Derby-based motorcycle journalist and TV commentator Chris Carter was just a school boy when motorcycles were hurtling around Osmaston Estate but tells his readers of those days in his book, Chris Carter at Large. He recalls being in charge of programme sales in the car park at the Polo Ground and then finding time to watch the racing, where he saw Derby’s John Cooper making his debut and winning on a 200cc James. Chris also mentions the escapades of Molly Briggs (wife of Alf) who raced DOT and Triumph machines and regularly beat her male opponents!
Carter has fond memories too of Peter Ferbrache, a fearless racer who travelled up into Derbyshire from his Enfield home in north-east London. A real character of the time, he raced a trio of Ariel machines and during 1956 held the lap records at Osmaston for 250, 350 and 500cc classes. The Londoner made a big impression on the young Carter, who describes Ferbrache in his book as, ‘A bit oily, a bit greasy and a bit of a spiv!’ Chris also describes how Ferbrache crashed into the trackside trees whilst negotiating the infamous ‘no passing zone’ at full throttle speed!
The Londoner was eventually to further his racing career on the Grand Prix circuits, chasing World Championship points aboard AJS machines. He sadly lost his life whilst competing in the 1960 Dutch TT at Assen.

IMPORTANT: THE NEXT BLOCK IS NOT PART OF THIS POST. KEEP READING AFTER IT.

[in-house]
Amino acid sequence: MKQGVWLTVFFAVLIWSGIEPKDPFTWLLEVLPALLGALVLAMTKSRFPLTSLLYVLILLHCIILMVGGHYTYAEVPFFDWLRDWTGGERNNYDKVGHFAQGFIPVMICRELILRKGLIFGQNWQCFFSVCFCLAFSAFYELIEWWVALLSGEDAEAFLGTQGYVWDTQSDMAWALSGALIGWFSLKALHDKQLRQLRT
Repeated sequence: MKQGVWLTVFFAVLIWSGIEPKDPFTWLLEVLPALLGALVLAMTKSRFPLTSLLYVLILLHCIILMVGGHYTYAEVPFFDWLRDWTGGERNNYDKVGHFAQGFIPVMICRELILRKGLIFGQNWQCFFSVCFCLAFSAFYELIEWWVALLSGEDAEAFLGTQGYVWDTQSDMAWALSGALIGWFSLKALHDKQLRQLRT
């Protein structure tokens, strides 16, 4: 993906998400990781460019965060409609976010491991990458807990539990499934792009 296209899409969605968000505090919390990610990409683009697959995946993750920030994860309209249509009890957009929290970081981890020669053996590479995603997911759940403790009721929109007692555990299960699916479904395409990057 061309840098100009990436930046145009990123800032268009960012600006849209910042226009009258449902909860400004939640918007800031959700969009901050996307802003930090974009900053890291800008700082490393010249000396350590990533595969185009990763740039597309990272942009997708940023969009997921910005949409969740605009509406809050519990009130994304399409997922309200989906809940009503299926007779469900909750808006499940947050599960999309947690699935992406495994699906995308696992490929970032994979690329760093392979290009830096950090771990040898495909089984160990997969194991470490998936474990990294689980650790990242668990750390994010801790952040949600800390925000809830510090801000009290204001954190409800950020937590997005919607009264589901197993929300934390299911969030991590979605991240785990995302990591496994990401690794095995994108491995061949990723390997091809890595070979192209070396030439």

Despite its popularity with riders and spectators alike, time was called on the Osmaston Manor circuit when a change in farming practice meant that cattle grids were fitted across the roads in two parts of the track. The final meeting was held in June 1957, when once again Alf Briggs was victorious along with fellow Derby-based rider Pete Minion, Long Eaton’s Fred Wallis and Fritchley’s Peter Tomes.
Strolling through the village of Osmaston today, I would imagine that very little has changed here in the ensuing years. A cluster of thatched cottages and half timber-framed houses share space with the elegant St Martin’s Church, the village school, the duck pond and the Shoulder of Mutton pub. Quite difficult to believe that once upon a time, they had their own motorcycle racing circuit too!
Maybe the 1950s was a period when people were more open-minded and tolerant of each other. I would like to think so. The fact that they were tolerant to the extent of having the ear-splitting thunder of racing motorcycles interrupting their weekend peace, I find quite surreal!
Walking my dogs along the pleasant footpaths of the present day Osmaston Estate I regularly hear the distant echo of gun fire – sometimes even the pungent smell of powder and shot. But the crackle of high-powered motorcycle engines and the rich blue fumes of racing fuel have gone forever – cocooned in a distant past.